What scares casino owners is collusion between dealers and players. With the connivance of the dealer a guy can have a “string of luck” that can clean out a table in fifteen minutes and be out the door, meeting the dealer later to split the money. That’s what casino owners worry about, and that’s why the dealer started sweating, she knew she was being watched too. The dwarf peered through coke-bottle thick glasses, and wrote down the number of chips on each stack in the dealer’s rack, how much money I had, how much other players had. He gave the dealer a new deck. He wore a suit that cost as much as my grubstake. His wingtip shoes were shined to a rich luster. He looked at me as though I were a rich man with a loathsome disease. He watched my eyes, my hands. I started sweating like the dealer.
If I continued to win, the holodeck went into action again. This time what materialized were two large, vaguely anthropoid looking gentlemen, whose suits were specially tailored to conceal a bulge under the off-hand shoulder. They simply appeared, one at each shoulder of the aforementioned vertically challenged gentleman, who looked even dwarfier next to them, but clearly at ease in his natural element. They all three stared at me, and when that bored them, at the dealer. And then at me again.
And if the dealer was sweating, I was melting. I’m not made for that kind of game, I’m not good at that kind of pretence. I found out you can take the cowboy out of the country, but you can’t make him go mano-a-mano with the casinos for twenty bucks an hour.
I lasted a week. I logged my hours and my winnings. During that time, I worked well over forty hours. I only made enough money to pay for the flight and the hotel, and that’s about it. I was glad to put my twenty grand back in the bank.
I couldn’t take the constant strain and pressure of counting and not looking like I was counting and trying to stay invisible and feeling like a million eyes in the sky were watching my every eyeblink and having an inescapable feeling of being that guy in the movies who’s about to be squashed like a bug. But for those who can make it a game and keep it up, what an adventure! I’m glad I did it, wouldn’t do it again.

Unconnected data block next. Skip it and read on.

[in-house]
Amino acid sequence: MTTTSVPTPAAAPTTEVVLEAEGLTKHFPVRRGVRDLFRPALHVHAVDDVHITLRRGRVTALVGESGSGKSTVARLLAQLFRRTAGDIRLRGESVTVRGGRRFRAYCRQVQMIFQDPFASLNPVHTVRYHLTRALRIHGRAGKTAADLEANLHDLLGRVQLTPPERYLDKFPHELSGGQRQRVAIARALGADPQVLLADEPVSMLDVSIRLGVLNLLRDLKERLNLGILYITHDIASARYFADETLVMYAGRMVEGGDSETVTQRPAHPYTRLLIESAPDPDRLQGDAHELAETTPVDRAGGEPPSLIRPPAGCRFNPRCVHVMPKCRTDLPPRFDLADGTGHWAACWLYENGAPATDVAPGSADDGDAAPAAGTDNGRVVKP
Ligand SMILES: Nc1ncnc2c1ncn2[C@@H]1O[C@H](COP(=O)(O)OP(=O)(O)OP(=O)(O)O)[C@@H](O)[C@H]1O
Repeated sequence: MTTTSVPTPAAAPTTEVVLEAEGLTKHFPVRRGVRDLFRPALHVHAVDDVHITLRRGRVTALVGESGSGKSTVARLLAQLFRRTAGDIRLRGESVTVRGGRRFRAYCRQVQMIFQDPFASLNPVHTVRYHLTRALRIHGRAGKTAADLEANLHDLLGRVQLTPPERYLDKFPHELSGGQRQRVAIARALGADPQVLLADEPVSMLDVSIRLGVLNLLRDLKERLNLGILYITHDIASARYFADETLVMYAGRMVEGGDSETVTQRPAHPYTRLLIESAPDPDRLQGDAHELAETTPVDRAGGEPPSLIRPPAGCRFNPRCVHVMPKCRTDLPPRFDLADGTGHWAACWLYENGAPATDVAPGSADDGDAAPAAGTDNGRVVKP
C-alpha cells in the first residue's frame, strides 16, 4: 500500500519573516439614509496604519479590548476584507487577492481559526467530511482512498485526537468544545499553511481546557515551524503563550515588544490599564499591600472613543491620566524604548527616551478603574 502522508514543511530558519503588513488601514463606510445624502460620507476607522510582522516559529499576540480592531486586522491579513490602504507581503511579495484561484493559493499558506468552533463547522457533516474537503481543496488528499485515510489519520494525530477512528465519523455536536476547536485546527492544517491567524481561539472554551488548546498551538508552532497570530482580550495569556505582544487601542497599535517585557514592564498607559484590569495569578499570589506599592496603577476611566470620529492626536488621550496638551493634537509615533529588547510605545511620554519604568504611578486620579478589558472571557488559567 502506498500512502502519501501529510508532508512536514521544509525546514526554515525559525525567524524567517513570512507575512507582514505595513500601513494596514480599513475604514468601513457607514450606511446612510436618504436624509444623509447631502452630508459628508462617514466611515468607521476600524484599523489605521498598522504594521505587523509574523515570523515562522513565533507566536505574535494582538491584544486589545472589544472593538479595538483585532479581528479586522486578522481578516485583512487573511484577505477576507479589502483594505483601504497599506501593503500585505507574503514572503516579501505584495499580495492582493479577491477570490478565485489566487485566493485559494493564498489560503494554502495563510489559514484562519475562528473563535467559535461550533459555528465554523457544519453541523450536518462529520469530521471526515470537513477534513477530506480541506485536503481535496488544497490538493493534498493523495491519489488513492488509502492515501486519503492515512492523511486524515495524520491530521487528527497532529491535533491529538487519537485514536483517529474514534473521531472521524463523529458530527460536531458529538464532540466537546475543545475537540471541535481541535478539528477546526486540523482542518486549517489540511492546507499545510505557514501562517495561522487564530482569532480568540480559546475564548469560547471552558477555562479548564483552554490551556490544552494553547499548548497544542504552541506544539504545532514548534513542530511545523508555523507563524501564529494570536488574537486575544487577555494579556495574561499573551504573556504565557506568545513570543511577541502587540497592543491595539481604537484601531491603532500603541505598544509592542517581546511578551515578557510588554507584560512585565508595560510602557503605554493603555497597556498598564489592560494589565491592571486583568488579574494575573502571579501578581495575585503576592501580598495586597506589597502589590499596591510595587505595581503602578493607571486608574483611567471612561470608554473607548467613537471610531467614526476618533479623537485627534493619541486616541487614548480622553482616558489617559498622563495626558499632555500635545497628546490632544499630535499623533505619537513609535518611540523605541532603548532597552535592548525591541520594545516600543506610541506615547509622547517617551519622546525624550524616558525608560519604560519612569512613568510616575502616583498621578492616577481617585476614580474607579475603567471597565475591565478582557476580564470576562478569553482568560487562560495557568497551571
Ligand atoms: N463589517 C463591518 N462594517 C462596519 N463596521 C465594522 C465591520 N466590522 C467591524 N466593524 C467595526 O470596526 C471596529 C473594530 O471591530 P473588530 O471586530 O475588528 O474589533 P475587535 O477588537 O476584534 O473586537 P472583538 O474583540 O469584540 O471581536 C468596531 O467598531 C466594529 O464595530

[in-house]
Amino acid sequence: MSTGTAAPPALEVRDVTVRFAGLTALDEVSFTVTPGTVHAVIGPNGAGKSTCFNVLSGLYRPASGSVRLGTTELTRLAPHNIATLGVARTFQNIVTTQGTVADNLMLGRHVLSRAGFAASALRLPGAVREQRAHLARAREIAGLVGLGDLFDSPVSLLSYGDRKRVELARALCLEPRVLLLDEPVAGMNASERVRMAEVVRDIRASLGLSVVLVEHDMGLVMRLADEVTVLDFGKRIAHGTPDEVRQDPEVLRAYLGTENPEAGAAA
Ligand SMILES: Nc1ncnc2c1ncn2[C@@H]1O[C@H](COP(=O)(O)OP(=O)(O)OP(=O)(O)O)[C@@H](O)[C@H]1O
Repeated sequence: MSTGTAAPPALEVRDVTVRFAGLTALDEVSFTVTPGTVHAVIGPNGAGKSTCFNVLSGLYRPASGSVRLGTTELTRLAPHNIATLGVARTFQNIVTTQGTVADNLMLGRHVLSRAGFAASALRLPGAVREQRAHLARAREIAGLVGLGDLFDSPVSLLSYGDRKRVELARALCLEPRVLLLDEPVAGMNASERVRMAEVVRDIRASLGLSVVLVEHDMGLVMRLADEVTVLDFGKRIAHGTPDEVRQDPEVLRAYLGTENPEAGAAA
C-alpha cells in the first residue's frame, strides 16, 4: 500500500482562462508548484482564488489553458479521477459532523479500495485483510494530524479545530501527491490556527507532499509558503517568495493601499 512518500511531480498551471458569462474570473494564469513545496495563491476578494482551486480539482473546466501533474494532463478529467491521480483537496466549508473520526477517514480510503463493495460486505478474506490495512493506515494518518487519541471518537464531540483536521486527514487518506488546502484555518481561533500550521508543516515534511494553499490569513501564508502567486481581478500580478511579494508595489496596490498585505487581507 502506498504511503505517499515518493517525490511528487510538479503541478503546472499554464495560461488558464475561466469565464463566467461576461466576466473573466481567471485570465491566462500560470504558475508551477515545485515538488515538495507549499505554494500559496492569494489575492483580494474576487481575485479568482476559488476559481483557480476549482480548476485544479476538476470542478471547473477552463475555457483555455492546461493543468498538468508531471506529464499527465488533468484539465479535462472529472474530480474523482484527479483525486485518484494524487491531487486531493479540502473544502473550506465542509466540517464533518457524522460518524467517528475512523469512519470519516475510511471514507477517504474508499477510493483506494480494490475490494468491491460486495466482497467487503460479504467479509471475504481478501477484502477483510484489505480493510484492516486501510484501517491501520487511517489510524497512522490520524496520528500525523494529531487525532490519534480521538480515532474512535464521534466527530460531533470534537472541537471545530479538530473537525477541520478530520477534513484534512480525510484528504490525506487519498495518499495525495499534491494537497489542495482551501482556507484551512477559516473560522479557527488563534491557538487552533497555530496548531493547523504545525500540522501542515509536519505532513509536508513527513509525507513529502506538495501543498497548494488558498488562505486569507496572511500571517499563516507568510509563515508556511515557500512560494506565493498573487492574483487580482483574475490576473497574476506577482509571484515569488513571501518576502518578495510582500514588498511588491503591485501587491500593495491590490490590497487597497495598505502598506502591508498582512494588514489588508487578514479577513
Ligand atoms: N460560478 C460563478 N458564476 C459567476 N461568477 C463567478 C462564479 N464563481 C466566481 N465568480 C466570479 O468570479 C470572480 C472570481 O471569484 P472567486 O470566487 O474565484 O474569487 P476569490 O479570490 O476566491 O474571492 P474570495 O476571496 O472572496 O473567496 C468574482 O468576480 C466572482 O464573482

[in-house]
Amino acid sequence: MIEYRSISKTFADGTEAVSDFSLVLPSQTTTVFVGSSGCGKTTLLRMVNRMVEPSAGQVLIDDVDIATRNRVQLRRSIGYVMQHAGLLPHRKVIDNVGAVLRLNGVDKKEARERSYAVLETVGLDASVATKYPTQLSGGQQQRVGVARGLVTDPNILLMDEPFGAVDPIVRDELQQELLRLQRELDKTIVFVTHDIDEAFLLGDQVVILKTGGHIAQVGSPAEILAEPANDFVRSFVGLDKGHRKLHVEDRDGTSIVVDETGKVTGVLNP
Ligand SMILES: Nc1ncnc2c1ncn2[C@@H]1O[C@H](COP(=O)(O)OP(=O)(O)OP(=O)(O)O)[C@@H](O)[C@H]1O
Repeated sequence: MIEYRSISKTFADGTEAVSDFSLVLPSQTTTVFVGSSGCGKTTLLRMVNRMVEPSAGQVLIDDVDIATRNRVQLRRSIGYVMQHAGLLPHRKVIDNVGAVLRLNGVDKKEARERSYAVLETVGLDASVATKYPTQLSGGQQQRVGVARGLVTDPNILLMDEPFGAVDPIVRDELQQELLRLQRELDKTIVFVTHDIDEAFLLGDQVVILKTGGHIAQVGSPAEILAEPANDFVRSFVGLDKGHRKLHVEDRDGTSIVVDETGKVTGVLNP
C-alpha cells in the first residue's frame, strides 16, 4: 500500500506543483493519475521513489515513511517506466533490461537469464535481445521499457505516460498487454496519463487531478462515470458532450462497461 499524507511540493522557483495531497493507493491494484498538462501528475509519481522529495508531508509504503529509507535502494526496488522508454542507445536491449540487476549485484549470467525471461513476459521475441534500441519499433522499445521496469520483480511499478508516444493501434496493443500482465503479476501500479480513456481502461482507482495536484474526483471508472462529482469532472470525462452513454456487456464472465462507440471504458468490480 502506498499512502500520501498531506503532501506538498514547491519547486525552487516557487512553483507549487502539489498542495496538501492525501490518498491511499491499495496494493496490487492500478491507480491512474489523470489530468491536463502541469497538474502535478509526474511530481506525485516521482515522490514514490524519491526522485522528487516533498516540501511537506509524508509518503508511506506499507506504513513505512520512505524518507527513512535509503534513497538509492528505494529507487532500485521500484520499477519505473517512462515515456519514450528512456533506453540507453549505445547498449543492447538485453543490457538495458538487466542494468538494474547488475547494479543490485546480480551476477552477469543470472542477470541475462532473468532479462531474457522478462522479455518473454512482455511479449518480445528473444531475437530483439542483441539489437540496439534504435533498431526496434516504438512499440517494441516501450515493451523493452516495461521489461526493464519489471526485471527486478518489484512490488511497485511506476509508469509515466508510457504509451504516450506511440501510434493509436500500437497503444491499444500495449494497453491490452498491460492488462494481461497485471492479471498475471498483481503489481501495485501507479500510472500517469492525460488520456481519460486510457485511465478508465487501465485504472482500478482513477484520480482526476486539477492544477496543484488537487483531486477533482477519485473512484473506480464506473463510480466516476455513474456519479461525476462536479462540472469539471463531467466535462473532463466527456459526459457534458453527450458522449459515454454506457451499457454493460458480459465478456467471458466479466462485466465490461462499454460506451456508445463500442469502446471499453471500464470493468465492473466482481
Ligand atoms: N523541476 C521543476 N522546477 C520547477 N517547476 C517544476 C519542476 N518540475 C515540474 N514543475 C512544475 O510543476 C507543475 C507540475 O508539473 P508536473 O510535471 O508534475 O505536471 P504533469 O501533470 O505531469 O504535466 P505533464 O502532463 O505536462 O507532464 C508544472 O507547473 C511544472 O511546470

The part I liked the least, curiously, was something else entirely. It was that my every move was fixed. For every conceivable combination of my cards, the dealer’s card, and the count, there is one and only one right move. Not two. Not “player’s choice”. One move. I definitely didn’t like the feeling that I could be replaced by a vaguely humanoid 100% Turing-tested robot with a poor sense of dress and a really, really simple set of blackjack instructions
But I was still interested in the math of it all. And I had my trusty Macintosh 512. And Jimmy Chan had an idea about how to improve the odds by changing his counting method. And so did some of Jimmy’s friends. And he had a guy who tested their new counting method for them, at some university, for five hundred bucks a run.
So I told Jimmy I’d do the analysis for a hundred bucks a run. He and his friends were interested. I wrote a program for my Mac to play blackjack against itself. I wrote it in Basic, because that was what was easy. But it was sloooow. So I taught myself to program in C, and I rewrote the entire program in C. It was still too slow, so I translated the critical sections into assembly language. Finally, it was fast enough. I would set up a run during the day, programming in the details of however the person wanted to do the count. Then I’d start it when I went to bed, and in the morning the run would be done and I’d have made a hundred bucks. I figured that I’d finally achieved what my computer was really for, which was to make me money while I slept.
The computer had to be fast because of the issue that is at the heart of this post. This is, how many hands of blackjack did the computer have to play against itself to find out if the new system beat the old system?